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Elders and Eldership – 1 Timothy 5:17-25


Elders and Eldership

Text: 1 Timothy 5:17-25.

The church leadership cannot be above Paul’s practical advice and instruction. So here is a section specifically about the relationship between the church and its elders:-

1. Respect for Elders!

Double honour and twofold respect. To give them this ‘twofold’ respect that is to honour them and to properly recompense them for their work. So:-

  1. Honour them. v17. Let the elders that rule well be counted worthy of double honour, especially they who labour in the word and doctrine. The elder, the pastor earns respect by his WORK not by his title. By his labour in the Word and in Teaching. Ministry and teaching ministry especially, is HARD WORK.
  2. Reward them. v18. For the scripture saith, Thou shalt not muzzle the ox that treadeth out the corn. And, The labourer is worthy of his reward. Paul doesn’t actually seem to apply this to himself, 1 Cor 9:16 so it seems that he is laying it down as a general principle for the church, and to make Timothy aware of the importance of it he draws in two great sources of authority:-
    1. Moses. 1 Corinthians 9:9 cf Deuteronomy 25:4
    2. Jesus. Paul argues from the lessor to the greater!   Luke 10:7 Isn’t it interesting that Paul was quoting from Luke’s Gospel, given that the ‘higher critics’ suggest that Paul would not have had any Gospel writings available to him!
  3. Speak TRUTHFULLY about them. v19. It only takes one misunderstanding, or just one person to start a rumour, and it can spread like wildfire. So when a charge is levied, – one witness is insufficient. There must be independent corroboration of the story, before anyone believes it as fact.   2 Corinthians 13:1

So, elders must be respected, appropriately recompensed and not subjected to malicious gossip.

2. Regulating Eldership!

But elders are not to be given a bye-ball when it comes to their own life and testimony.   Elders must be subject to:-

  1. Accountability. v20. Pastors, elders are sinners too, just like everyone else, – no matter what some of them might think. They are subject to the very same temptation as everyone else. What if they yield, and what if they fall into sin? Paul wants Timothy to subject them to rebuke, and it is a PUBLIC rebuke. Is that a bit harsh? Certainly not. If we are to stand and rebuke others publicly from the pulpit, we too must be prepared to accept such rebuke.
  2. Impartiality. v21. That same treatment must be applied fairly across the whole of the eldership. I charge thee before God, and the Lord Jesus Christ, and the elect angels, that thou observe these things without preferring one before another, doing nothing by partiality.
    1. There must be no exceptions.   Whatever applies to one elder applies to all.
    2. There must be an awareness of the awesomeness of such a procedure. When we call a pastor or elder to account, our own judgements and adjudications are in turn being judged and adjudicated in heaven.
  3. Authenticity. v22. Lay hands suddenly on no man, neither be partaker of other mens sins: keep thyself pure. Paul’s already told him that elders should not be recent converts. 1Timothy 3:6 So before you invite someone to consider an office in the church, make sure you’ve done some background research!

So, while elders must be respected, and honoured, they must be held accountable, fairly so, before the congregation whom they serve. Which is all the more reason why they should be well examined BEFORE they are appointed.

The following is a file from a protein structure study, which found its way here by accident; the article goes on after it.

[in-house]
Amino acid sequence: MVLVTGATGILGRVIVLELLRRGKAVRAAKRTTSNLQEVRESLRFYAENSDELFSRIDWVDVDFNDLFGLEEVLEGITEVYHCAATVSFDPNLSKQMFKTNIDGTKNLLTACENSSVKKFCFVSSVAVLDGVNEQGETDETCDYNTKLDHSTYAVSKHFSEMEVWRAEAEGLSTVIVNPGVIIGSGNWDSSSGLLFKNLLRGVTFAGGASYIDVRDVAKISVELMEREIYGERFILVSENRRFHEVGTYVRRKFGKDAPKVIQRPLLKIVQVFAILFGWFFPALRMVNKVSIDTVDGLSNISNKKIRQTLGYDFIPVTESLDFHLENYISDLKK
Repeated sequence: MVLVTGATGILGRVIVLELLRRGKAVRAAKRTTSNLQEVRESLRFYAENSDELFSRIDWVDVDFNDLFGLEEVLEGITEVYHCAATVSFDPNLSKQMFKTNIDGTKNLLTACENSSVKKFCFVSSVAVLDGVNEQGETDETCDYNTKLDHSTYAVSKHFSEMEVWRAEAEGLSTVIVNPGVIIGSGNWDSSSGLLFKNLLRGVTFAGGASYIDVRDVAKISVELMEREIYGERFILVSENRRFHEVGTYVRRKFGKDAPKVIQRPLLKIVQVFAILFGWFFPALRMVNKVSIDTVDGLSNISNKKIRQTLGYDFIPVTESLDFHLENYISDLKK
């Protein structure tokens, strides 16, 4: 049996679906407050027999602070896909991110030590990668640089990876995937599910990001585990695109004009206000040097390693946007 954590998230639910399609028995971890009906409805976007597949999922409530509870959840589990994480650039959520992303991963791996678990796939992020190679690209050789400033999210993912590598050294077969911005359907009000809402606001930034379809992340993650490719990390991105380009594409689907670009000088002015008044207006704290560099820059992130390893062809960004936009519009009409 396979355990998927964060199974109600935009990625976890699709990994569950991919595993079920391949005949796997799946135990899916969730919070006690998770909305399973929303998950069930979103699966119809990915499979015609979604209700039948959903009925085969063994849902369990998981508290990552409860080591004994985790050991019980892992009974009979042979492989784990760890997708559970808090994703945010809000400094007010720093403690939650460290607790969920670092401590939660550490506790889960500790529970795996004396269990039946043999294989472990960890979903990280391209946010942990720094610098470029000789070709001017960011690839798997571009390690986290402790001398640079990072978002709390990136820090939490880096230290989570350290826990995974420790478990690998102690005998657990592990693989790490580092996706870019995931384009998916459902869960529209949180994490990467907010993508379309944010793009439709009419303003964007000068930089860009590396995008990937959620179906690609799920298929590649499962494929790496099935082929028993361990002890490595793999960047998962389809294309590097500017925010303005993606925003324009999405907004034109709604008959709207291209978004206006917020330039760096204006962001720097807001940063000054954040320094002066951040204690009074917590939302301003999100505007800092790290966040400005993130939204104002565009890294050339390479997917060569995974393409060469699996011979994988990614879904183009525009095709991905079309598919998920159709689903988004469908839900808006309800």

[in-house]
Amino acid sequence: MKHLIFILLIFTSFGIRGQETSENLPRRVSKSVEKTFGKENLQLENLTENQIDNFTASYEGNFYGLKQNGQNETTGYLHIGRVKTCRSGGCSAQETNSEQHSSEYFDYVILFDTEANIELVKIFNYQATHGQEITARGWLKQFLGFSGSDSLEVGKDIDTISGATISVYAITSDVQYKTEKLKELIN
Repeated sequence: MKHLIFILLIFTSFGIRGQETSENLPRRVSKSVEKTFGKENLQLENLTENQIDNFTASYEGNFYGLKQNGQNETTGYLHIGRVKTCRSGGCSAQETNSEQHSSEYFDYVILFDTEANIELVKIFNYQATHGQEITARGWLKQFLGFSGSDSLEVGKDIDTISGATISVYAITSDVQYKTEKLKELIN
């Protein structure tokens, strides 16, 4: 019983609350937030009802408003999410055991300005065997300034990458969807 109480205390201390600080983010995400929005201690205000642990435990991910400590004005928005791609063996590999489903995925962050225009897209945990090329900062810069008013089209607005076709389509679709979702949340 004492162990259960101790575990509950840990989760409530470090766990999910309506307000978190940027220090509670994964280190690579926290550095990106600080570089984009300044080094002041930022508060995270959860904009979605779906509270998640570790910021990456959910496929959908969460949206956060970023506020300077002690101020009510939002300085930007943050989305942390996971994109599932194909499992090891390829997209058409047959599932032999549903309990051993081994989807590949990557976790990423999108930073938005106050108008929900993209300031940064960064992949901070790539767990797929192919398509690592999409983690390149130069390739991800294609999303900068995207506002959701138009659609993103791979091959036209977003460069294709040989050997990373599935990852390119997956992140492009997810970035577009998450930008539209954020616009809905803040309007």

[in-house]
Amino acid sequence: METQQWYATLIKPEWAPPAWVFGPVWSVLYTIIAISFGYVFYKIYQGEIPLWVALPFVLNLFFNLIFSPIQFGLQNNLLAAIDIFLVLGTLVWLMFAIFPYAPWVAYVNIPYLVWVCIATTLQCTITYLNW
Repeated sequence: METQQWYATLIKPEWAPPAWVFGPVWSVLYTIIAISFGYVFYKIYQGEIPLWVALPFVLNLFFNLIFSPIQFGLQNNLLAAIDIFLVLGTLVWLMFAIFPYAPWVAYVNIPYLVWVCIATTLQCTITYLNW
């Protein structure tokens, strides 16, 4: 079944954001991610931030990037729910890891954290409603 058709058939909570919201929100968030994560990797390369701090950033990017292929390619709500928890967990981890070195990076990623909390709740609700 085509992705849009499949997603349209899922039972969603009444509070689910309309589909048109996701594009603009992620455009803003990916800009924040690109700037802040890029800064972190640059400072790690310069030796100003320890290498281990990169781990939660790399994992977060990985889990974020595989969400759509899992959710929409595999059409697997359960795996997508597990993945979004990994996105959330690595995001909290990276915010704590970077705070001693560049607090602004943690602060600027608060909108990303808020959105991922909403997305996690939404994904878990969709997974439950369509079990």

3. Realism for Elders!

It’s obvious then, that there is great responsibility in eldership, and great expectations are placed upon an elder, by God himself and by the congregation. It’s important for the elder to be realistic.

  1. Watch your health. v23 Drink no longer water, but use a little wine for thy stomachs sake and thine often infirmities. Paul has warned that elders are not to be lovers of wine, but perhaps Timothy was going in the opposite direction? Thinking you can earn God’s favour by your works or your abstinence is a false doctrine. Timothy, because water is contaminated at Ephesus, and wine is sterile, don’t be afraid to drink A LITTLE wine for your health. The principle that remains with us is that we can’t earn God’s merit by our works. Timothy was abstaining for the wrong reason.
  2. Remember that only the Lord Himself knows the truth about other people. v24 Some mens sins are open beforehand, going before to judgment; and some men they follow after. 25 Likewise also the good works of some are manifest beforehand; and they that are otherwise cannot be hid. It is easy for an elder to get upset about what he thinks he sees in his congregation. He never really sees the full story. Only the Lord sees that. So leave it with the Lord – we can trust his judgement.

So, Paul’s teaching on Elders, given to Timothy, is that elders must be respected and rewarded, must be carefully chosen and held to account in an impartial manner, and when in office they must watch both their bodily health and their spiritual and mental wellbeing as well.

Sunday Lunch Menu

Over lunch, read this passage again with your family, and ask what does it mean to honour those who labour for the Lord in church leadership? Why is this not a material matter, or just a matter of titles, etc.?   Discuss the tension that exists between piety and legalism. Use Pauls instruction to Timothy, not to damage his health by abstinence. Remember the story of Arthur Guinness and the filthy water of Dublin. Was he doing the people a service by brewing stout for them, or was he sinning? Should Christians today take a little wine?

© Bob McEvoy

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